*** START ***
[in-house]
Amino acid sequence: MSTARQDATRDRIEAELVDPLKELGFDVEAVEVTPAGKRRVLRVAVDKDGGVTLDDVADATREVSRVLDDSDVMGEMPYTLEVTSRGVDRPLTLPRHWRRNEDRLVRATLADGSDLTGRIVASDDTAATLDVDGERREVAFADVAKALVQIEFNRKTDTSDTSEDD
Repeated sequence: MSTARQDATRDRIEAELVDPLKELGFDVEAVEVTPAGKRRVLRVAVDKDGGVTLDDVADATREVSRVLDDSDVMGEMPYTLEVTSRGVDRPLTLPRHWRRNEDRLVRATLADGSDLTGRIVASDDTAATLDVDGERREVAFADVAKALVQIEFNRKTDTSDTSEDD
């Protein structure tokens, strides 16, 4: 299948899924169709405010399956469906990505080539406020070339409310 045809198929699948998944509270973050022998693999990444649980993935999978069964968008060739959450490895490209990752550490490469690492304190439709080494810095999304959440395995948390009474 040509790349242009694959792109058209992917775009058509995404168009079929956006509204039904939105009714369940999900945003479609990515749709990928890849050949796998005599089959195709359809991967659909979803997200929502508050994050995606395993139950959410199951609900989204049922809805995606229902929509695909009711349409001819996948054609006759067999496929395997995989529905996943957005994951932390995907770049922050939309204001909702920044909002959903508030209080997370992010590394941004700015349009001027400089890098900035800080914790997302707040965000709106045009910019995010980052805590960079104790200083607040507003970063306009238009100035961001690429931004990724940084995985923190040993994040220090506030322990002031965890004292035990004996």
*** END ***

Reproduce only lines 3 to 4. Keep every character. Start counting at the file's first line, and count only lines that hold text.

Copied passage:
Repeated sequence: MSTARQDATRDRIEAELVDPLKELGFDVEAVEVTPAGKRRVLRVAVDKDGGVTLDDVADATREVSRVLDDSDVMGEMPYTLEVTSRGVDRPLTLPRHWRRNEDRLVRATLADGSDLTGRIVASDDTAATLDVDGERREVAFADVAKALVQIEFNRKTDTSDTSEDD
């Protein structure tokens, strides 16, 4: 299948899924169709405010399956469906990505080539406020070339409310 045809198929699948998944509270973050022998693999990444649980993935999978069964968008060739959450490895490209990752550490490469690492304190439709080494810095999304959440395995948390009474 040509790349242009694959792109058209992917775009058509995404168009079929956006509204039904939105009714369940999900945003479609990515749709990928890849050949796998005599089959195709359809991967659909979803997200929502508050994050995606395993139950959410199951609900989204049922809805995606229902929509695909009711349409001819996948054609006759067999496929395997995989529905996943957005994951932390995907770049922050939309204001909702920044909002959903508030209080997370992010590394941004700015349009001027400089890098900035800080914790997302707040965000709106045009910019995010980052805590960079104790200083607040507003970063306009238009100035961001690429931004990724940084995985923190040993994040220090506030322990002031965890004292035990004996």